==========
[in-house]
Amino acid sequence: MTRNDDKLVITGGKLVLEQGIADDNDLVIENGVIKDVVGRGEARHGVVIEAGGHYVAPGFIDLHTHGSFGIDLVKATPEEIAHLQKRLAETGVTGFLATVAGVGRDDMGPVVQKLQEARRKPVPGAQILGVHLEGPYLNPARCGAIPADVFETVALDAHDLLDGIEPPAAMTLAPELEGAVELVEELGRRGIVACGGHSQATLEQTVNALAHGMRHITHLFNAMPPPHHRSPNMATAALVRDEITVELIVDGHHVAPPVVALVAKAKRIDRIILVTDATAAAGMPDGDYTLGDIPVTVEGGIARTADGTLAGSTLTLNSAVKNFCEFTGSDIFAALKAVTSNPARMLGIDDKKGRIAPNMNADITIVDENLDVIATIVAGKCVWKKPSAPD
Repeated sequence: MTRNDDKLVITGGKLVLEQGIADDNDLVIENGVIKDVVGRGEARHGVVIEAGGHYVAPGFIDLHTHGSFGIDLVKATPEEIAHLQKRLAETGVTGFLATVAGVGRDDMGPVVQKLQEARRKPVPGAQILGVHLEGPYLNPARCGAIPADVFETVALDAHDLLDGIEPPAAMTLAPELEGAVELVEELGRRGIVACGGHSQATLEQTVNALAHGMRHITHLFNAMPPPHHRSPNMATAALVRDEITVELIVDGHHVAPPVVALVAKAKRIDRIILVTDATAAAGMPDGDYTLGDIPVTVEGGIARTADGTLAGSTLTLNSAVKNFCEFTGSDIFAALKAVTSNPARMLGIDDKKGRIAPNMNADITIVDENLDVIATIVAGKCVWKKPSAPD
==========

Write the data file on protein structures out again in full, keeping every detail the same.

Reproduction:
[in-house]
Amino acid sequence: MTRNDDKLVITGGKLVLEQGIADDNDLVIENGVIKDVVGRGEARHGVVIEAGGHYVAPGFIDLHTHGSFGIDLVKATPEEIAHLQKRLAETGVTGFLATVAGVGRDDMGPVVQKLQEARRKPVPGAQILGVHLEGPYLNPARCGAIPADVFETVALDAHDLLDGIEPPAAMTLAPELEGAVELVEELGRRGIVACGGHSQATLEQTVNALAHGMRHITHLFNAMPPPHHRSPNMATAALVRDEITVELIVDGHHVAPPVVALVAKAKRIDRIILVTDATAAAGMPDGDYTLGDIPVTVEGGIARTADGTLAGSTLTLNSAVKNFCEFTGSDIFAALKAVTSNPARMLGIDDKKGRIAPNMNADITIVDENLDVIATIVAGKCVWKKPSAPD
Repeated sequence: MTRNDDKLVITGGKLVLEQGIADDNDLVIENGVIKDVVGRGEARHGVVIEAGGHYVAPGFIDLHTHGSFGIDLVKATPEEIAHLQKRLAETGVTGFLATVAGVGRDDMGPVVQKLQEARRKPVPGAQILGVHLEGPYLNPARCGAIPADVFETVALDAHDLLDGIEPPAAMTLAPELEGAVELVEELGRRGIVACGGHSQATLEQTVNALAHGMRHITHLFNAMPPPHHRSPNMATAALVRDEITVELIVDGHHVAPPVVALVAKAKRIDRIILVTDATAAAGMPDGDYTLGDIPVTVEGGIARTADGTLAGSTLTLNSAVKNFCEFTGSDIFAALKAVTSNPARMLGIDDKKGRIAPNMNADITIVDENLDVIATIVAGKCVWKKPSAPD